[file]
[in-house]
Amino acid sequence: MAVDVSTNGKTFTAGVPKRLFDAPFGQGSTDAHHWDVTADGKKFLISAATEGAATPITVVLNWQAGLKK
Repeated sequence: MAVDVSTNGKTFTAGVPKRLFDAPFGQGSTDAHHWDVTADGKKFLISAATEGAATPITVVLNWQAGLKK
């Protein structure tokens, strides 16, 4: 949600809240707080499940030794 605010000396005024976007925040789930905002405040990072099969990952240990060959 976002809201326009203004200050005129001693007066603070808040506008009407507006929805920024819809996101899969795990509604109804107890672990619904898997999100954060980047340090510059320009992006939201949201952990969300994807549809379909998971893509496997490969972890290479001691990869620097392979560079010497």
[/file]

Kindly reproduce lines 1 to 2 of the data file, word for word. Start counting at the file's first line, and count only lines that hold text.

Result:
[in-house]
Amino acid sequence: MAVDVSTNGKTFTAGVPKRLFDAPFGQGSTDAHHWDVTADGKKFLISAATEGAATPITVVLNWQAGLKK